I used Java for Dummies all in one desk reference as my way into Java. Its a book I would definately recommend to others - it contains servlets, applets and JSP tutorials that are clear and easy to understand. Plus its cheap on amazon lol. regards
"For Dummies" books are dumbed down so much that it's virtually impossible to properly learn a technical subject like programming from them. What's worse is that the authors themselves tend to need further instruction before they're qualified to teach. In other words, "For Dummies" books are written for dummies, by dummies.
As for Head First Java, I found it painful to read and lacking in practical exercises and example code. I'd recommend Core Java, volumes 1 and 2.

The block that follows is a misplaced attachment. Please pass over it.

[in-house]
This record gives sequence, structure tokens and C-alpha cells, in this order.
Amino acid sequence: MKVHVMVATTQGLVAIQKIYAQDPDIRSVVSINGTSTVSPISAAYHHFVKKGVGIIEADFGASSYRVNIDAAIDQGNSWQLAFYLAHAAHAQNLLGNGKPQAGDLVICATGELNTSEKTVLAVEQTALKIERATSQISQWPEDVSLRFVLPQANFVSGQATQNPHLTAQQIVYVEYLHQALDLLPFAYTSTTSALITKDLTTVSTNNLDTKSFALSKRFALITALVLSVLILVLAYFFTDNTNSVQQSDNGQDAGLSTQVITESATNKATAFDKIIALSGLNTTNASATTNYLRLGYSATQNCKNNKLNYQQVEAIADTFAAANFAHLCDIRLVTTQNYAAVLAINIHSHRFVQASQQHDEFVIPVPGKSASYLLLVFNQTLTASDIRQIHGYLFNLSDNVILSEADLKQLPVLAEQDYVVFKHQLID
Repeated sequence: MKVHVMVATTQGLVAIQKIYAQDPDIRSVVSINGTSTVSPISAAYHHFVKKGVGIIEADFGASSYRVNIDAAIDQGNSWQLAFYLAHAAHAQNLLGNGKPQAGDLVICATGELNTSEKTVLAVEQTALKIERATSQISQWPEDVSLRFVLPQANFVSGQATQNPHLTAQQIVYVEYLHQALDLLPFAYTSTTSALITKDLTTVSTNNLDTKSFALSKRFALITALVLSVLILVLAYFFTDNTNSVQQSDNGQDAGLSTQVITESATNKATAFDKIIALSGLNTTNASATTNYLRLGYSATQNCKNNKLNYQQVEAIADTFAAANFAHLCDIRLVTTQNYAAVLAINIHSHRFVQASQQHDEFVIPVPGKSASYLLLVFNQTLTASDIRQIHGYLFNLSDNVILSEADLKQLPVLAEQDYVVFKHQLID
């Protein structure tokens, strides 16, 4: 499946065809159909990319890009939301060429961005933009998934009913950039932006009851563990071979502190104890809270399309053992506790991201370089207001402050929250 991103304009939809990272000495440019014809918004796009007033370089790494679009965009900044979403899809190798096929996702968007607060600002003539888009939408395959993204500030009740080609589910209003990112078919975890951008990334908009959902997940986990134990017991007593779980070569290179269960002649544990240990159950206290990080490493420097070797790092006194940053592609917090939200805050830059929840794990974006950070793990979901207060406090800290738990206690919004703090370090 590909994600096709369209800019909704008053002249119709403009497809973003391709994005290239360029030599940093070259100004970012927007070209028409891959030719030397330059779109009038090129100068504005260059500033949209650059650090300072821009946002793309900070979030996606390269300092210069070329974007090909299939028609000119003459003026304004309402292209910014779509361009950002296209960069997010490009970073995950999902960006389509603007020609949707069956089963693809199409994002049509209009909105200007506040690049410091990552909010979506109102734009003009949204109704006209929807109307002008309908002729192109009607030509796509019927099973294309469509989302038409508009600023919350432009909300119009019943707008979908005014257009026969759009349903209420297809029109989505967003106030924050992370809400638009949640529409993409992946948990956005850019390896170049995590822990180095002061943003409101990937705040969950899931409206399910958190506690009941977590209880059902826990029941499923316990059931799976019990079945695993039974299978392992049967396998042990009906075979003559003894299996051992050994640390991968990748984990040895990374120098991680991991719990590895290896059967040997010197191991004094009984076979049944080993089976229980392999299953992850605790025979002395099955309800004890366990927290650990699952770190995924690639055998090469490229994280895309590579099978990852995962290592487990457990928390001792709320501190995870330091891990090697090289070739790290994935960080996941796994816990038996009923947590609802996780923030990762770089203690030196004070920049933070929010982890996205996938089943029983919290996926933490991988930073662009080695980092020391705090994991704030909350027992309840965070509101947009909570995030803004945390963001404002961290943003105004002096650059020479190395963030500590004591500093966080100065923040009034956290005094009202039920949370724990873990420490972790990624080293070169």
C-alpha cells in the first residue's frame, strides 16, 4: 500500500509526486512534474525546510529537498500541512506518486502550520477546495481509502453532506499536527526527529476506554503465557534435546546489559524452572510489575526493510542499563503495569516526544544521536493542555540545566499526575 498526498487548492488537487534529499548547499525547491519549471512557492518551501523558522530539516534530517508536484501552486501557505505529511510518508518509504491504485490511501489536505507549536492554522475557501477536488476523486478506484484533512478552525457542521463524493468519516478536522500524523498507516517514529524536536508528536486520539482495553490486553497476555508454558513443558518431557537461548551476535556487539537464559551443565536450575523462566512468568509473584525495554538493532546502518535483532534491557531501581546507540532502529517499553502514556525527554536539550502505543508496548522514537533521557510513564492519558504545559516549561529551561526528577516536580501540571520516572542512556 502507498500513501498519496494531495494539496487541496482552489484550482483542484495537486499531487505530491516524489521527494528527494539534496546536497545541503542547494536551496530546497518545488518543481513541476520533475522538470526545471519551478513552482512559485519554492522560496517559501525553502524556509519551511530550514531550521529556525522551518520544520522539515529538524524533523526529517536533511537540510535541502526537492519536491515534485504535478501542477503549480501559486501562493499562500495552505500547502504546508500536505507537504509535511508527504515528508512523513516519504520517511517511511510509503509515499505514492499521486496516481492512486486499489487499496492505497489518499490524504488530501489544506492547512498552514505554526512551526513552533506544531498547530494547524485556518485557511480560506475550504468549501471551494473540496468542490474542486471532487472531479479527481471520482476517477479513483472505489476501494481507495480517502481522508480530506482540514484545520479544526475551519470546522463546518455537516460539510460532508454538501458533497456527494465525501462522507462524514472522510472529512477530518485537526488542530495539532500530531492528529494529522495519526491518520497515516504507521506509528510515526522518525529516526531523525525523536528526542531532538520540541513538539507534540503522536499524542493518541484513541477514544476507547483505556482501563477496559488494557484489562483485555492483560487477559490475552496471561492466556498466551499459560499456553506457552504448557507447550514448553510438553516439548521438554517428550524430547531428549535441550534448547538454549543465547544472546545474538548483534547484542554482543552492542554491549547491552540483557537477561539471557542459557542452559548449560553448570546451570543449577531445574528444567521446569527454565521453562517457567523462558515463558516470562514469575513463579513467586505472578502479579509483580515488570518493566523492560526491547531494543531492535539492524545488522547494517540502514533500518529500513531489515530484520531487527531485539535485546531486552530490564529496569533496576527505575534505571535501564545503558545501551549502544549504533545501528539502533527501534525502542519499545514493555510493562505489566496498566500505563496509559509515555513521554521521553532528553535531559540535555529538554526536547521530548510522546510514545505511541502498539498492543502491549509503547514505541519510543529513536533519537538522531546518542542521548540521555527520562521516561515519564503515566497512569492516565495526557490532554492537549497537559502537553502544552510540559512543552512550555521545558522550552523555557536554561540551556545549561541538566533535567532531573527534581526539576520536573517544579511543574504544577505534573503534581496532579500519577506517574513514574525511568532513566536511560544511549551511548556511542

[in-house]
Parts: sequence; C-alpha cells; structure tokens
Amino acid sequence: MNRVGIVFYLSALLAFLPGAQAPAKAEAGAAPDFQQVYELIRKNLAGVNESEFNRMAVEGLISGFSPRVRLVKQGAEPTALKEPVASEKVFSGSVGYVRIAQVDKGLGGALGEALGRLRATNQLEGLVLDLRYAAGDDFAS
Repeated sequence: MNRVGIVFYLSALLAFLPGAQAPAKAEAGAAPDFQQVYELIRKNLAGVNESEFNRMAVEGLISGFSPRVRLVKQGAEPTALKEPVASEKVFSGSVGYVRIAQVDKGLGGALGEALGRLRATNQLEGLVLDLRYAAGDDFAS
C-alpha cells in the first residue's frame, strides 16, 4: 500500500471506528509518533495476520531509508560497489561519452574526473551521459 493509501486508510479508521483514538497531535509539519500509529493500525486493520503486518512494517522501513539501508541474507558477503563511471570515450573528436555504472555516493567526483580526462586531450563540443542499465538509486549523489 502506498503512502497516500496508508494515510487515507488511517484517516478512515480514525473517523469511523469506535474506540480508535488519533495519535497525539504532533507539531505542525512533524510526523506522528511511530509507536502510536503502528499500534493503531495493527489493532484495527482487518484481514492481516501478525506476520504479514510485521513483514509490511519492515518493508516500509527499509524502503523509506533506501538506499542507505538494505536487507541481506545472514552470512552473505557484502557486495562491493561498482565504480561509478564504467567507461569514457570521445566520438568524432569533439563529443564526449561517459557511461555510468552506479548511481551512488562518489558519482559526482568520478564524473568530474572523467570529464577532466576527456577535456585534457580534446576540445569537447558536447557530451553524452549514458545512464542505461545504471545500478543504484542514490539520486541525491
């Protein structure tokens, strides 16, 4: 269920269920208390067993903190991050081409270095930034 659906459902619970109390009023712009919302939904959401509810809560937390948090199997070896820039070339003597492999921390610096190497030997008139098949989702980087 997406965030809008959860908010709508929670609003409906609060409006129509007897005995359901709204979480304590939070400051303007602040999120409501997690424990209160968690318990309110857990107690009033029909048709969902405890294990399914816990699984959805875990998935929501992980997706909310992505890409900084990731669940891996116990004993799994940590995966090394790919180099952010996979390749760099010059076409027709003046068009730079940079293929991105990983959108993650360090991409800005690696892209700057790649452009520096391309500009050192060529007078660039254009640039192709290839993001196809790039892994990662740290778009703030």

The HF series are weird like that. You either love them or you hate them :)
Given the sales volume and excellent reviews (plus my personal experience, I have several of them and browsed HF Java before giving it to someone else) it's an excellent series for most people.
Core Java is good too, but not recommended for people with no prior OO or programming experience.
Also excellent is the courseware for Sun's SL275 course, but of course that's only available to people who actually attend the course (recommended but expensive).
I initially learned a lot from Core Java2 v1 and v2 also. I haven't read Head First Java, but I've heard good things about it. I have read Head First Design patterns and thought they did a great job on that one.
> You either love them or you hate them
Bang on target.
I have seen people either worship those Head First books or avoid them like plague. The funny sketches found in all Head First books can be a good motivator or a complete turn off depending on your reading habits. Some people find it disturbing to find irrelevant images being presented before their eyes while some people think of it as a good means of learning a concept.